For example, Canada and the four Pacific Alliance countries (Chile, Colombia, Mexico, and Peru) should be priority candidates to join TTIP once it is concluded between the US and EU. After all, Alliance members account for more than half of all Latin American trade and are highly integrated into the global economy. Members have FTAs with countries representing almost 75 percent of the world economy.
Negotiators should work to ensure that mutual recognition agreements and rules of origin requirements are streamlined to encourage inter-regional trade and investment flows. And, the U.S. and EU should redouble their efforts to bring Latin America’s largest economy, Brazil, into the game by reinvigorating free trade talks with Mercosur.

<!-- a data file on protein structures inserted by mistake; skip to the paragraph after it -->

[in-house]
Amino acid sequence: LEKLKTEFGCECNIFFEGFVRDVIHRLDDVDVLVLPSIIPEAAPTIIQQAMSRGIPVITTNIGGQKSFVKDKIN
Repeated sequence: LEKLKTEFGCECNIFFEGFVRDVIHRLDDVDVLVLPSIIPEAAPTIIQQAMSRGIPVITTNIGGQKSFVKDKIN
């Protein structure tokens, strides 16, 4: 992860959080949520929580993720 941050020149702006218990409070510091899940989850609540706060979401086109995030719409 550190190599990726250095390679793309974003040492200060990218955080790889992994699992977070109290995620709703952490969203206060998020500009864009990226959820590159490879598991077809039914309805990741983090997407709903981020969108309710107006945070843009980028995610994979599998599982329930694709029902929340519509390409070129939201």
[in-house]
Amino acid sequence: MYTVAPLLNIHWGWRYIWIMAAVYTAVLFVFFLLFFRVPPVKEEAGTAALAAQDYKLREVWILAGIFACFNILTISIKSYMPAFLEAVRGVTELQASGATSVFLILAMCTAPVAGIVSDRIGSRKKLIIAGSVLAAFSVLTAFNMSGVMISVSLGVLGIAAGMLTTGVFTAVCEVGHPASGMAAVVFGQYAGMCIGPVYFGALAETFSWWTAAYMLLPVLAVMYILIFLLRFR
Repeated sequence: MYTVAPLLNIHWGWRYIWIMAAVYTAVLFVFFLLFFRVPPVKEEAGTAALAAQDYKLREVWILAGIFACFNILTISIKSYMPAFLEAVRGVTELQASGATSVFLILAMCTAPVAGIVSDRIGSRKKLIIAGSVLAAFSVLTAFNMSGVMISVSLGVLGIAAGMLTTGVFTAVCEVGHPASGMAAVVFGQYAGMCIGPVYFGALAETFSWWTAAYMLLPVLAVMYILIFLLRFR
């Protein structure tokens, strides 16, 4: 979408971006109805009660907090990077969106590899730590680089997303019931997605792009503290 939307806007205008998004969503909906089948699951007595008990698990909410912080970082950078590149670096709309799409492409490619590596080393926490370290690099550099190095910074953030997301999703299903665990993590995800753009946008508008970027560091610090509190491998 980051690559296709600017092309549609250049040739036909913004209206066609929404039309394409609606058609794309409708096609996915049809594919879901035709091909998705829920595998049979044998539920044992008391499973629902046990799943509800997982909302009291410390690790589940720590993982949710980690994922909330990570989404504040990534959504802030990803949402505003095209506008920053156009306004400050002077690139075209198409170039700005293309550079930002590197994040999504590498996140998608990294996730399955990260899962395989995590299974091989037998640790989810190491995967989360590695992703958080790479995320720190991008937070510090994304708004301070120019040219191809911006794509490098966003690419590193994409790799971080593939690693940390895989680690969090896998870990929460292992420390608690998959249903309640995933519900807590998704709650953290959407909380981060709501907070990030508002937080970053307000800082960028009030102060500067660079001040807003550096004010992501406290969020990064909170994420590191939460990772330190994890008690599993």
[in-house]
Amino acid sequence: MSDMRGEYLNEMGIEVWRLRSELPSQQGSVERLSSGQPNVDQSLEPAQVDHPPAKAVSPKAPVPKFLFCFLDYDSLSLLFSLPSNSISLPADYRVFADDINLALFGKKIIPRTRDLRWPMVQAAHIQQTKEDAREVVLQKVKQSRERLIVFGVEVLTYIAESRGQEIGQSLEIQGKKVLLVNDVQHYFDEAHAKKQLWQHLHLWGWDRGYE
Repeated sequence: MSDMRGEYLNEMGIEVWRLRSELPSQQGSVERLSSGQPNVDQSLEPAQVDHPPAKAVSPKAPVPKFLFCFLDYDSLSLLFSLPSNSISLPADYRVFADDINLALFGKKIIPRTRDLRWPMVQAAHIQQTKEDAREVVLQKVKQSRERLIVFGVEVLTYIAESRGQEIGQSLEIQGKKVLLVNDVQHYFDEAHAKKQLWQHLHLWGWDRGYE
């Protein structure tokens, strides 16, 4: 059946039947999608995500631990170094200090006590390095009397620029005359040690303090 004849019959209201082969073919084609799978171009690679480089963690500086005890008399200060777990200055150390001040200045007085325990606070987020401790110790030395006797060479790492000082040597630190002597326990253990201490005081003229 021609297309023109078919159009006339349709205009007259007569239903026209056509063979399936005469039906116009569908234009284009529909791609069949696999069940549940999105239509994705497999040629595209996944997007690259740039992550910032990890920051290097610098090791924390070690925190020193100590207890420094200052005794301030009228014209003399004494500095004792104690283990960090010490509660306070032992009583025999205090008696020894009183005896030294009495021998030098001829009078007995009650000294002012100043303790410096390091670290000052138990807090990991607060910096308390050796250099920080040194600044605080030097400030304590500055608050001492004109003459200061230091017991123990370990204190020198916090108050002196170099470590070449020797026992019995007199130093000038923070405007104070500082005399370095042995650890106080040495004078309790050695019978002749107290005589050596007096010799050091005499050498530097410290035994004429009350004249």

Last month, negotiators met and made significant progress on both TPP and TTIP. The fact that both agreements are moving forward in tandem reinforces their potential, and underlines the fact that, in the absence of a concerted effort to ensure compatibility, there is a serious risk of setting up divergent trade regimes. An actively engaged Congress, via passage of strong Trade Promotion Authority legislation, will help ensure that America’s trade and economic policy boosts competitiveness, creates jobs, and raises standards both at home and worldwide.
As the United States continues to break exports records, Congress should encourage and welcome the strengthening of the international trading system. Other countries are moving boldly and swiftly ahead with their own trade agendas. Quite simply the United States cannot afford to fall further behind its neighbors and allies.
Jason Marczak is deputy director of the Adrienne Arsht Latin America Center at the Atlantic Council. Garrett Workman is the associate director of Global Business and Economics Program at the Atlantic Council.